CONTEST: see the details below to enter. We’ll draw the winner’s name on Thursday so don’t forget to check back in the comments section to see if you’re the winner.

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The First Date

Writing a book is like dating. There’s the first excitement of the new idea where you wonder what to wear, how to approach the shiny new relationship. It goes well and there’s a second date. The liaison seems full of promise but suddenly the guy doesn’t ring…

What on earth has gone wrong? you wonder, trying to frantically rethink the relationship, obsessing about what you should have, could have done differently.

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Character Traits of a Writer

Thirteen Writer Traits

This week fellow author Christine d’Abo mentioned The Writer’s Guide to Character Traits by Linda N. Edelstein. It contains all sorts of neat information and inspired by Christine’s post, I dragged it out of my bookcase.

In her book the author mentions traits of writers. Here are some of them:

1. Creates in order to heal old wounds in themselves.

2. Creative thinkers.

3. Sensitive.

4. Often drink alcohol, especially after forty.

5. Depression in younger writers.

6. Problems with anxiety and drug use.

7. Has to tolerate aloneness.

8. Has to let go of work.

9. Families with mental illness and creativity.

10. Higher rates of bisexuality or homosexuality. (there’s a note about a study done for this one)

11. Abstract thinkers.

12. Fear mediocrity.

13. Disregard routine problems.

As a writer I plain disagree with some of these, although it’s good to know I don’t need to feel guilty about drinking wine anymore. I think writers are articulate, imaginative, driven, fear rejection, respond well to chocolate, have great imaginations, are determined, hardworking, good procrastinators (at times) and can suffer from bottom spread.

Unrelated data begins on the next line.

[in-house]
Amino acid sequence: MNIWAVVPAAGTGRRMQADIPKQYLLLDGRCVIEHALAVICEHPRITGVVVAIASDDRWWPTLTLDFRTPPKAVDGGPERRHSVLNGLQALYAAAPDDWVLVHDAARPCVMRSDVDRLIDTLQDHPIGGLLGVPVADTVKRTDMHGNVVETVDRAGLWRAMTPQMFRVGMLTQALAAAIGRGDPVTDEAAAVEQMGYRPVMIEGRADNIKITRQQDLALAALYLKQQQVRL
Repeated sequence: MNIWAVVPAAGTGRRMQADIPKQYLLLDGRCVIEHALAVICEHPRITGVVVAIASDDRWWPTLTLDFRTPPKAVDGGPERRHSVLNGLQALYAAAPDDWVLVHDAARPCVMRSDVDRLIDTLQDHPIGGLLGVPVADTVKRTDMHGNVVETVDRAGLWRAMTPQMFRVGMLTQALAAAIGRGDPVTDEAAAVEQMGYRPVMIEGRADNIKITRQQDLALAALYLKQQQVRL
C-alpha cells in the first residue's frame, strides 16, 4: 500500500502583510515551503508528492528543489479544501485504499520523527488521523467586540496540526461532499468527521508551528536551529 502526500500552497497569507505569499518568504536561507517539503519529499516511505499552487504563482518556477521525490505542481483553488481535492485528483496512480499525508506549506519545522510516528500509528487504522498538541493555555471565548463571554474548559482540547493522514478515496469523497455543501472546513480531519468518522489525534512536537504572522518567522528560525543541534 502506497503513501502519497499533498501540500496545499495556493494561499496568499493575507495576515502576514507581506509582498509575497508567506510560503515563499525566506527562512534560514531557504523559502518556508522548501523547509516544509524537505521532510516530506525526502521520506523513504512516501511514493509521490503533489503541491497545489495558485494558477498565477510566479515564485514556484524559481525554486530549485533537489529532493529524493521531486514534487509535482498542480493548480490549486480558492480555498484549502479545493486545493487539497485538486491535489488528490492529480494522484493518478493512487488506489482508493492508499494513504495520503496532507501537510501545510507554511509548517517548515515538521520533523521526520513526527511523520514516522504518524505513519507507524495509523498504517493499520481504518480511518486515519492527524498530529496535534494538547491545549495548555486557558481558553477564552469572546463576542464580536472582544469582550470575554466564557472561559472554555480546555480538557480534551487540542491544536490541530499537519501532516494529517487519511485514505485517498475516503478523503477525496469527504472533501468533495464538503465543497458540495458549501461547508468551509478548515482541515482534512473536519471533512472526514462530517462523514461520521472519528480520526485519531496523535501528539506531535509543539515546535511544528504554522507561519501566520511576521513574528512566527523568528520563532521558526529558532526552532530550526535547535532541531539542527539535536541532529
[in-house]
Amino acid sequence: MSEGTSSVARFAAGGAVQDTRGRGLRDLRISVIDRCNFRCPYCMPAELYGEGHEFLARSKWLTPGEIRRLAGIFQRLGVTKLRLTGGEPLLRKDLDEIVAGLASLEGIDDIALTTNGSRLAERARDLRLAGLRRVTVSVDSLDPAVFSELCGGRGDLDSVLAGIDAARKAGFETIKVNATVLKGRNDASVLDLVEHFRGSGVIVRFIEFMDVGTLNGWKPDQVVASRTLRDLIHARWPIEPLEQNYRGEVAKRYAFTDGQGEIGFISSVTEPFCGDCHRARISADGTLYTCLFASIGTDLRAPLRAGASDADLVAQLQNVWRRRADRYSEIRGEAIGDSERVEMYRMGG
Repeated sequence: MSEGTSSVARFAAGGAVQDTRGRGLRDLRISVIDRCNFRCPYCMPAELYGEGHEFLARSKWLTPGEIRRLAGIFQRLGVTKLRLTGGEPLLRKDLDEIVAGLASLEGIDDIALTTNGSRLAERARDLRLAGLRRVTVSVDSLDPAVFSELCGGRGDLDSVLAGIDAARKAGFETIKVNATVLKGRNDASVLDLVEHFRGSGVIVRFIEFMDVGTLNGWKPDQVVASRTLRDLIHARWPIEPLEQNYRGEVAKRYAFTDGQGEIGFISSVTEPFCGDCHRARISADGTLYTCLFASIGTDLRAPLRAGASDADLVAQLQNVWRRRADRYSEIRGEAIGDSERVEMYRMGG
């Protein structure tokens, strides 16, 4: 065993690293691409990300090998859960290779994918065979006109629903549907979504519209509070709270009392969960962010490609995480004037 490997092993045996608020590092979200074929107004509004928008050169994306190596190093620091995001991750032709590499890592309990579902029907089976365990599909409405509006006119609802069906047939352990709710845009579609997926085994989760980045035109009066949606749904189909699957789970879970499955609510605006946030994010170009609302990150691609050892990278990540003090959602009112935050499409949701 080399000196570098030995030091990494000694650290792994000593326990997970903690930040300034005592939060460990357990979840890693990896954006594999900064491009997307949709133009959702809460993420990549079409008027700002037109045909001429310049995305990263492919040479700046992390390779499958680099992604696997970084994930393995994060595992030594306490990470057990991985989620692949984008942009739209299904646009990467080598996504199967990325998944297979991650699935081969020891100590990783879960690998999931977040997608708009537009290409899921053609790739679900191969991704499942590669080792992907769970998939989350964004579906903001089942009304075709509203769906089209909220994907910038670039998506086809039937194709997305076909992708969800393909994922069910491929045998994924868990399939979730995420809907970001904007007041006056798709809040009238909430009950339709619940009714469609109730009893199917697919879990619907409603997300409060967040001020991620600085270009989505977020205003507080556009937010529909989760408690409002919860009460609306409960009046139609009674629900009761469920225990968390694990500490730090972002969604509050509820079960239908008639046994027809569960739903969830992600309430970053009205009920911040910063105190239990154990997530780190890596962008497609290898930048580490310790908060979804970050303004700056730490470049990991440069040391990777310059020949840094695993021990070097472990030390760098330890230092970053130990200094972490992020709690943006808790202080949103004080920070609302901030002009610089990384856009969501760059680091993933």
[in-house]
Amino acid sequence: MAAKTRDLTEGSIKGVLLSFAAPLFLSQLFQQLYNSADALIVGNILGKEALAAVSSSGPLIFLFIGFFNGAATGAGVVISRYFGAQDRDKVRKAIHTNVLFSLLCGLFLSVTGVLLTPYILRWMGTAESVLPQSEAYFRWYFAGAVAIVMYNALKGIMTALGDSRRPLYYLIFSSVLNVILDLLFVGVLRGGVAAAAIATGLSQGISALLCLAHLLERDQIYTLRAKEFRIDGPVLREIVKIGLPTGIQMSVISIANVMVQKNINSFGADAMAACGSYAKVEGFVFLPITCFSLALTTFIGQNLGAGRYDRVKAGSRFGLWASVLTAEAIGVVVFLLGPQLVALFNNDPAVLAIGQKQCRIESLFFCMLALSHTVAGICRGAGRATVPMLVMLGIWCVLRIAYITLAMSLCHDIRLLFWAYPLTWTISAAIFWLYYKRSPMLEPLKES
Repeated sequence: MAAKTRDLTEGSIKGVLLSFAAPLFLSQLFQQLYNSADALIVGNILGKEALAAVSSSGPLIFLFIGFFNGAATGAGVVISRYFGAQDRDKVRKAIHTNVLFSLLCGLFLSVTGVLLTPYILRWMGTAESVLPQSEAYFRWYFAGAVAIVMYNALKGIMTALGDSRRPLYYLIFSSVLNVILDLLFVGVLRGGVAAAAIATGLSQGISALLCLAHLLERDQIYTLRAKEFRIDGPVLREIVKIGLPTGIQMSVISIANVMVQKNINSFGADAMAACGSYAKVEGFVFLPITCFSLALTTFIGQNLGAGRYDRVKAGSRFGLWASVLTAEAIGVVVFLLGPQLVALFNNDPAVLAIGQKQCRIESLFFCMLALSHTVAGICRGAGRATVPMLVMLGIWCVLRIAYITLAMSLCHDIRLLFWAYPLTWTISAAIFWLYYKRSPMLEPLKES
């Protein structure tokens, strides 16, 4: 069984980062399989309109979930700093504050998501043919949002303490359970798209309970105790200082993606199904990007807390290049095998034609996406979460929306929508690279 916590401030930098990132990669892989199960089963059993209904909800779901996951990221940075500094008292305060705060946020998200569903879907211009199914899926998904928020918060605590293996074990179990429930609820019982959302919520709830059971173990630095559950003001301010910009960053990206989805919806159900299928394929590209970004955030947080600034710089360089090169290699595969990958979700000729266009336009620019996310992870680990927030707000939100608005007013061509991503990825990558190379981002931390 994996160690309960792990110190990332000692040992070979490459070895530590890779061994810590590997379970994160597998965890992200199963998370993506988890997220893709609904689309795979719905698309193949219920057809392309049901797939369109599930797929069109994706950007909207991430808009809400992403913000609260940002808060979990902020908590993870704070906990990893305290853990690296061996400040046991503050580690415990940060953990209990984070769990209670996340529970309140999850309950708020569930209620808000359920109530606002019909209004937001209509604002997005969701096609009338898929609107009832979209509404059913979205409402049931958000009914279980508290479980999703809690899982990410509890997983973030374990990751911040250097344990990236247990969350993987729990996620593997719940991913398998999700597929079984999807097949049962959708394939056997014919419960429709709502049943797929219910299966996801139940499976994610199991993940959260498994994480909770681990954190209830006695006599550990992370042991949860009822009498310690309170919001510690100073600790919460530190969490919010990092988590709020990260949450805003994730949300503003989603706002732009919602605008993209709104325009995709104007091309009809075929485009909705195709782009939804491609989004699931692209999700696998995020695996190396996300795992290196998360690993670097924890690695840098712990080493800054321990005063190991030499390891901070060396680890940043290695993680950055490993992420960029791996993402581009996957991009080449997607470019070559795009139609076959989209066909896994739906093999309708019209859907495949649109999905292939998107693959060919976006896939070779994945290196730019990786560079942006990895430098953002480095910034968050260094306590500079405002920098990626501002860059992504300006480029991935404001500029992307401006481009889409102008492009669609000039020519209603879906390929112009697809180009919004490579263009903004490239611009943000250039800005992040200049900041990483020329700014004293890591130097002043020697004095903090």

I’m sure I’ve missed quite a few. What qualities do you think writers have?

Get the Thursday Thirteen code here!

The purpose of the meme is to get to know everyone who participates a little bit better every Thursday. Visiting fellow Thirteeners is encouraged! If you participate, leave the link to your Thirteen in others’ comments. It’s easy, and fun! Trackbacks, pings, comment links accepted!
View More Thursday Thirteen Participants

Building a Villain

Playing to Win, the very first book I wrote is a romantic suspense. I’ve written many different genres since then, but one thing remains true. I love to add a suspense element and if I can sprinkle the odd body or two between the pages, so much the better.

Although a villain is essentially a secondary character in a romance, he or she needs just as much work during the creation process as the hero and heroine. There’s a trick or two I’ve learned to make a credible villain. I thought I’d share:

1. A villain doesn’t have to be really evil and horrid. The villain in a romance might be an old girlfriend, a brother or sister, a mother-in-law or the man living next-door. They can be a meddling friend who is trying to match make. You don’t need a high body count to make a villain. Villainy comes in many forms such as the ex-girlfriend intent on regaining the hero’s interest.

2. When you’re thinking about your villain, give him good points as well as bad ones. Make him three dimensional. If he’s a well-rounded character then he’s actually scarier because we, the reader, come to like him or we might see part of our own character in his makeup and empathize.

3. Think about having your villain mirror your hero or heroine actions. Give them a similar conflict but have them behave in a different way to solve the conflict.

4. Give your villains a good reason for behaving in the manner they are—in other words, good motivation for their actions.

5. Make use of the setting to enhance the villain i.e. cold or stormy weather or late at night. Every bit counts!

6. Take as much care when choosing your villain’s name as you do when picking a name for your hero and heroine. A good name can help make a villain.

How do you like your villains? Subtle or in-your-face? Who is your favorite villain in fiction? Are there any characteristics you like to see in a villain?